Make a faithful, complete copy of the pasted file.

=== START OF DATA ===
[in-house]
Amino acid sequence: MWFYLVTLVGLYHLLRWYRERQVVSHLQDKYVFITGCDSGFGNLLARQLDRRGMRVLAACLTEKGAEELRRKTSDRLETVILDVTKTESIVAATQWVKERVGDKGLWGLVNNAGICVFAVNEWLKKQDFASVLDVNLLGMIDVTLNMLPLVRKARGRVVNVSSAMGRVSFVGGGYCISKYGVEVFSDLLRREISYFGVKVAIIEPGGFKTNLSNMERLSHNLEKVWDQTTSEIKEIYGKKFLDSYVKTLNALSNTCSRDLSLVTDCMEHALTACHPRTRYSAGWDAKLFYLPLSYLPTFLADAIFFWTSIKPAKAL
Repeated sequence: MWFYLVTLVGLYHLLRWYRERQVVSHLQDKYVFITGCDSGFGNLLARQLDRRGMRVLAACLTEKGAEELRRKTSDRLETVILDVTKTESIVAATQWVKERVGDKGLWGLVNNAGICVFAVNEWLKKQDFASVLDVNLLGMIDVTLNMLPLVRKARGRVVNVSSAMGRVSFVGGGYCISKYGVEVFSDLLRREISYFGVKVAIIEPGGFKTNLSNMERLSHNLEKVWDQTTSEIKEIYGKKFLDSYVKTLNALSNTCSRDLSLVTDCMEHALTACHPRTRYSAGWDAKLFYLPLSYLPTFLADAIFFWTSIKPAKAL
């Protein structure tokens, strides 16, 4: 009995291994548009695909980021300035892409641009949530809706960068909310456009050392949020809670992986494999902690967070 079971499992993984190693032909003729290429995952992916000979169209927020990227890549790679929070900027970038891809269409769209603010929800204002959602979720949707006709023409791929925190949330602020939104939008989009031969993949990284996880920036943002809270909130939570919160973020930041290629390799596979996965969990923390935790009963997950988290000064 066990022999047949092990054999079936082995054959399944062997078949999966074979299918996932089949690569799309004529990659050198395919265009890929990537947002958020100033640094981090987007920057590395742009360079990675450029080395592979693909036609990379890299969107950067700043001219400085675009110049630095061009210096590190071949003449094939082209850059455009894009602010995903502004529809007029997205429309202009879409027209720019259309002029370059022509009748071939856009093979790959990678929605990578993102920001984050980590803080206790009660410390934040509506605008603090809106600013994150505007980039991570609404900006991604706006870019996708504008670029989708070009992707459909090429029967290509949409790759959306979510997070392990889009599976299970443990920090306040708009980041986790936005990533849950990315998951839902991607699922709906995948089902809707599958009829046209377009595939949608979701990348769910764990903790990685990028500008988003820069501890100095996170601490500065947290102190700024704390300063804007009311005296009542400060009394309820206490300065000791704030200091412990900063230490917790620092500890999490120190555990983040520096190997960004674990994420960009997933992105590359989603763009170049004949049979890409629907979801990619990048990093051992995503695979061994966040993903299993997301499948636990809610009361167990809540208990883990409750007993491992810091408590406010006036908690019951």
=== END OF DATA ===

[in-house]
Amino acid sequence: MWFYLVTLVGLYHLLRWYRERQVVSHLQDKYVFITGCDSGFGNLLARQLDRRGMRVLAACLTEKGAEELRRKTSDRLETVILDVTKTESIVAATQWVKERVGDKGLWGLVNNAGICVFAVNEWLKKQDFASVLDVNLLGMIDVTLNMLPLVRKARGRVVNVSSAMGRVSFVGGGYCISKYGVEVFSDLLRREISYFGVKVAIIEPGGFKTNLSNMERLSHNLEKVWDQTTSEIKEIYGKKFLDSYVKTLNALSNTCSRDLSLVTDCMEHALTACHPRTRYSAGWDAKLFYLPLSYLPTFLADAIFFWTSIKPAKAL
Repeated sequence: MWFYLVTLVGLYHLLRWYRERQVVSHLQDKYVFITGCDSGFGNLLARQLDRRGMRVLAACLTEKGAEELRRKTSDRLETVILDVTKTESIVAATQWVKERVGDKGLWGLVNNAGICVFAVNEWLKKQDFASVLDVNLLGMIDVTLNMLPLVRKARGRVVNVSSAMGRVSFVGGGYCISKYGVEVFSDLLRREISYFGVKVAIIEPGGFKTNLSNMERLSHNLEKVWDQTTSEIKEIYGKKFLDSYVKTLNALSNTCSRDLSLVTDCMEHALTACHPRTRYSAGWDAKLFYLPLSYLPTFLADAIFFWTSIKPAKAL
């Protein structure tokens, strides 16, 4: 009995291994548009695909980021300035892409641009949530809706960068909310456009050392949020809670992986494999902690967070 079971499992993984190693032909003729290429995952992916000979169209927020990227890549790679929070900027970038891809269409769209603010929800204002959602979720949707006709023409791929925190949330602020939104939008989009031969993949990284996880920036943002809270909130939570919160973020930041290629390799596979996965969990923390935790009963997950988290000064 066990022999047949092990054999079936082995054959399944062997078949999966074979299918996932089949690569799309004529990659050198395919265009890929990537947002958020100033640094981090987007920057590395742009360079990675450029080395592979693909036609990379890299969107950067700043001219400085675009110049630095061009210096590190071949003449094939082209850059455009894009602010995903502004529809007029997205429309202009879409027209720019259309002029370059022509009748071939856009093979790959990678929605990578993102920001984050980590803080206790009660410390934040509506605008603090809106600013994150505007980039991570609404900006991604706006870019996708504008670029989708070009992707459909090429029967290509949409790759959306979510997070392990889009599976299970443990920090306040708009980041986790936005990533849950990315998951839902991607699922709906995948089902809707599958009829046209377009595939949608979701990348769910764990903790990685990028500008988003820069501890100095996170601490500065947290102190700024704390300063804007009311005296009542400060009394309820206490300065000791704030200091412990900063230490917790620092500890999490120190555990983040520096190997960004674990994420960009997933992105590359989603763009170049004949049979890409629907979801990619990048990093051992995503695979061994966040993903299993997301499948636990809610009361167990809540208990883990409750007993491992810091408590406010006036908690019951």